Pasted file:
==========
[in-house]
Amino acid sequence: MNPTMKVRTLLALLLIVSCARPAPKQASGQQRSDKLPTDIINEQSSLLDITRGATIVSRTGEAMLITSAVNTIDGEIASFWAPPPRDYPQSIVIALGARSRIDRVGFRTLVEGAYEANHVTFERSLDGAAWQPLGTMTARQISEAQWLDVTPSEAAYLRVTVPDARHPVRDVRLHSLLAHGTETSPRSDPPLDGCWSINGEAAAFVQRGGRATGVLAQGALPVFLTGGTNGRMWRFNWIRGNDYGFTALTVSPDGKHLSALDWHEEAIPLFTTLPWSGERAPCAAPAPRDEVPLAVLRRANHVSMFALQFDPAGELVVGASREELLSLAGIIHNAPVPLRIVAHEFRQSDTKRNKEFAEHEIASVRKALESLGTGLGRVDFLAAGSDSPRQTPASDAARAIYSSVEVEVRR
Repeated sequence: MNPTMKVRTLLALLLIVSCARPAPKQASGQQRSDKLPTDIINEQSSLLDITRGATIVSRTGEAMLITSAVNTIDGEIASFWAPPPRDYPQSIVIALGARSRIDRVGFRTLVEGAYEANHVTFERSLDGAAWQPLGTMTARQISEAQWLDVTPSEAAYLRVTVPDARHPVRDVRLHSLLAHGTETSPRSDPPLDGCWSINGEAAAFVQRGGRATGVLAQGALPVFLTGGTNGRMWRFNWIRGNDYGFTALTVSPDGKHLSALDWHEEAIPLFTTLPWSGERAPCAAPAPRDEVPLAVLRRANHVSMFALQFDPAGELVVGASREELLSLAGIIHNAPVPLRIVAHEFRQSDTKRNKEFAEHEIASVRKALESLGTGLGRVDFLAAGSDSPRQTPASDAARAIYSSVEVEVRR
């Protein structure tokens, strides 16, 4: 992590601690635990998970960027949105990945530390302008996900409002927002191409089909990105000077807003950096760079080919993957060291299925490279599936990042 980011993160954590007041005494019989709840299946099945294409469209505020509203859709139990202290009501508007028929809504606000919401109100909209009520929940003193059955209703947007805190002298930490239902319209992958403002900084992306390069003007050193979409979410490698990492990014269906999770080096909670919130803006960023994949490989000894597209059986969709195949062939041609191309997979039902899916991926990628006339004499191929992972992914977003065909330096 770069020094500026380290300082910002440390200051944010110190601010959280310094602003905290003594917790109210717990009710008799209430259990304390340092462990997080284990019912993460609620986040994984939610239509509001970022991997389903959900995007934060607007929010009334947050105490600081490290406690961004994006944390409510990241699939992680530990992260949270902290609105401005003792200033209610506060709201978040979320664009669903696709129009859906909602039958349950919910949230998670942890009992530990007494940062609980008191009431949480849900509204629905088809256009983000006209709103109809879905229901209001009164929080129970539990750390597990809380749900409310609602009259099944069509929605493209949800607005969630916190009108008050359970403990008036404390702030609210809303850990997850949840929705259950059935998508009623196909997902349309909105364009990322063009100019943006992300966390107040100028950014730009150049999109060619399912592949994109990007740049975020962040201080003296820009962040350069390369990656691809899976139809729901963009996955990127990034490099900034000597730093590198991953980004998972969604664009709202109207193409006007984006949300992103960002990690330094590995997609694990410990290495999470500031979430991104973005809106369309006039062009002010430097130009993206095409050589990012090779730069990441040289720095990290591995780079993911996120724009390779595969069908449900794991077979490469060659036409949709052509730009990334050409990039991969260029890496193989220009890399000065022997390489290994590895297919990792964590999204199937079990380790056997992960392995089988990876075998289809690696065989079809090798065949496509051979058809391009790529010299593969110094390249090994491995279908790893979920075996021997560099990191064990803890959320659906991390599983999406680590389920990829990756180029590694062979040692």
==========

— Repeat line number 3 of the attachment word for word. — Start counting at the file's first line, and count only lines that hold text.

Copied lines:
Repeated sequence: MNPTMKVRTLLALLLIVSCARPAPKQASGQQRSDKLPTDIINEQSSLLDITRGATIVSRTGEAMLITSAVNTIDGEIASFWAPPPRDYPQSIVIALGARSRIDRVGFRTLVEGAYEANHVTFERSLDGAAWQPLGTMTARQISEAQWLDVTPSEAAYLRVTVPDARHPVRDVRLHSLLAHGTETSPRSDPPLDGCWSINGEAAAFVQRGGRATGVLAQGALPVFLTGGTNGRMWRFNWIRGNDYGFTALTVSPDGKHLSALDWHEEAIPLFTTLPWSGERAPCAAPAPRDEVPLAVLRRANHVSMFALQFDPAGELVVGASREELLSLAGIIHNAPVPLRIVAHEFRQSDTKRNKEFAEHEIASVRKALESLGTGLGRVDFLAAGSDSPRQTPASDAARAIYSSVEVEVRR